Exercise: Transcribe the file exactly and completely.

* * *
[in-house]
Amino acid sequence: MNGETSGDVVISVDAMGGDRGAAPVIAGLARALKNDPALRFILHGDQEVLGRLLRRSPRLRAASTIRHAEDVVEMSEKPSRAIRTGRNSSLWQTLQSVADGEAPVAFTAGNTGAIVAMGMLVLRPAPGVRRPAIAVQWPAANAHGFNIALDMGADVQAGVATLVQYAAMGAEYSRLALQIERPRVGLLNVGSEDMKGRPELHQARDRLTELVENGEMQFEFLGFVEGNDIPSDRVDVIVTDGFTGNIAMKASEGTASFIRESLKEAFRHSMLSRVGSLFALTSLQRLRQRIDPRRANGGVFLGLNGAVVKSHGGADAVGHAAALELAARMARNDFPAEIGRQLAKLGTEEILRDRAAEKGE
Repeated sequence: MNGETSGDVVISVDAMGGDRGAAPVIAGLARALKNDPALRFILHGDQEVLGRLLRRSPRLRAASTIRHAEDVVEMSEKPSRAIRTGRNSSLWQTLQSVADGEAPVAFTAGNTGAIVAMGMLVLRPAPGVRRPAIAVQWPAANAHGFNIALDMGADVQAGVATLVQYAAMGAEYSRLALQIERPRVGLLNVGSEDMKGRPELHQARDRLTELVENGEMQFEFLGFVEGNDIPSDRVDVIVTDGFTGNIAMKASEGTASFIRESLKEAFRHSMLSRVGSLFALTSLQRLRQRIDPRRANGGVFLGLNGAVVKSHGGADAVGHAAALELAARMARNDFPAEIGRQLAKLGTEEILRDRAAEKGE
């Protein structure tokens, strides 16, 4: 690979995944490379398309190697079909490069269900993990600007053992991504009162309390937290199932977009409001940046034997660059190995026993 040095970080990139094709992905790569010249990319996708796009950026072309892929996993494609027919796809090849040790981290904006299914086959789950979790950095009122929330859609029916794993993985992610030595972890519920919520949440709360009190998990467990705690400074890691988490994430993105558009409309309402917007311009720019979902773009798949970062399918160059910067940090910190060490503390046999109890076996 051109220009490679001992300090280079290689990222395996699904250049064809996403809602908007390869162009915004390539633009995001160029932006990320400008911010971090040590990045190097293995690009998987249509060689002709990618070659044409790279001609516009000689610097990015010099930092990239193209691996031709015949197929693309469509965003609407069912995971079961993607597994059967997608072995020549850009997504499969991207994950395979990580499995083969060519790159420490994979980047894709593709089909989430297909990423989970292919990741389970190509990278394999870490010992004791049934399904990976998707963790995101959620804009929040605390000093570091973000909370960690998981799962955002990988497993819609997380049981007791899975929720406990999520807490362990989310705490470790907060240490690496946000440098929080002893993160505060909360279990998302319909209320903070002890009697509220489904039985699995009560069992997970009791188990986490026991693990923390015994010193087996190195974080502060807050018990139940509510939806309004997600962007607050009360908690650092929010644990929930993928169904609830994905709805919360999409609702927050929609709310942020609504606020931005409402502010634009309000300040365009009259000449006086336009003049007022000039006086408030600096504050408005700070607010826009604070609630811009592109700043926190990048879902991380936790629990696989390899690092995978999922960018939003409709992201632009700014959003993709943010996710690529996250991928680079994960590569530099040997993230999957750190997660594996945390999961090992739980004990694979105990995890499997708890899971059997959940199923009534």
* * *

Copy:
[in-house]
Amino acid sequence: MNGETSGDVVISVDAMGGDRGAAPVIAGLARALKNDPALRFILHGDQEVLGRLLRRSPRLRAASTIRHAEDVVEMSEKPSRAIRTGRNSSLWQTLQSVADGEAPVAFTAGNTGAIVAMGMLVLRPAPGVRRPAIAVQWPAANAHGFNIALDMGADVQAGVATLVQYAAMGAEYSRLALQIERPRVGLLNVGSEDMKGRPELHQARDRLTELVENGEMQFEFLGFVEGNDIPSDRVDVIVTDGFTGNIAMKASEGTASFIRESLKEAFRHSMLSRVGSLFALTSLQRLRQRIDPRRANGGVFLGLNGAVVKSHGGADAVGHAAALELAARMARNDFPAEIGRQLAKLGTEEILRDRAAEKGE
Repeated sequence: MNGETSGDVVISVDAMGGDRGAAPVIAGLARALKNDPALRFILHGDQEVLGRLLRRSPRLRAASTIRHAEDVVEMSEKPSRAIRTGRNSSLWQTLQSVADGEAPVAFTAGNTGAIVAMGMLVLRPAPGVRRPAIAVQWPAANAHGFNIALDMGADVQAGVATLVQYAAMGAEYSRLALQIERPRVGLLNVGSEDMKGRPELHQARDRLTELVENGEMQFEFLGFVEGNDIPSDRVDVIVTDGFTGNIAMKASEGTASFIRESLKEAFRHSMLSRVGSLFALTSLQRLRQRIDPRRANGGVFLGLNGAVVKSHGGADAVGHAAALELAARMARNDFPAEIGRQLAKLGTEEILRDRAAEKGE
């Protein structure tokens, strides 16, 4: 690979995944490379398309190697079909490069269900993990600007053992991504009162309390937290199932977009409001940046034997660059190995026993 040095970080990139094709992905790569010249990319996708796009950026072309892929996993494609027919796809090849040790981290904006299914086959789950979790950095009122929330859609029916794993993985992610030595972890519920919520949440709360009190998990467990705690400074890691988490994430993105558009409309309402917007311009720019979902773009798949970062399918160059910067940090910190060490503390046999109890076996 051109220009490679001992300090280079290689990222395996699904250049064809996403809602908007390869162009915004390539633009995001160029932006990320400008911010971090040590990045190097293995690009998987249509060689002709990618070659044409790279001609516009000689610097990015010099930092990239193209691996031709015949197929693309469509965003609407069912995971079961993607597994059967997608072995020549850009997504499969991207994950395979990580499995083969060519790159420490994979980047894709593709089909989430297909990423989970292919990741389970190509990278394999870490010992004791049934399904990976998707963790995101959620804009929040605390000093570091973000909370960690998981799962955002990988497993819609997380049981007791899975929720406990999520807490362990989310705490470790907060240490690496946000440098929080002893993160505060909360279990998302319909209320903070002890009697509220489904039985699995009560069992997970009791188990986490026991693990923390015994010193087996190195974080502060807050018990139940509510939806309004997600962007607050009360908690650092929010644990929930993928169904609830994905709805919360999409609702927050929609709310942020609504606020931005409402502010634009309000300040365009009259000449006086336009003049007022000039006086408030600096504050408005700070607010826009604070609630811009592109700043926190990048879902991380936790629990696989390899690092995978999922960018939003409709992201632009700014959003993709943010996710690529996250991928680079994960590569530099040997993230999957750190997660594996945390999961090992739980004990694979105990995890499997708890899971059997959940199923009534």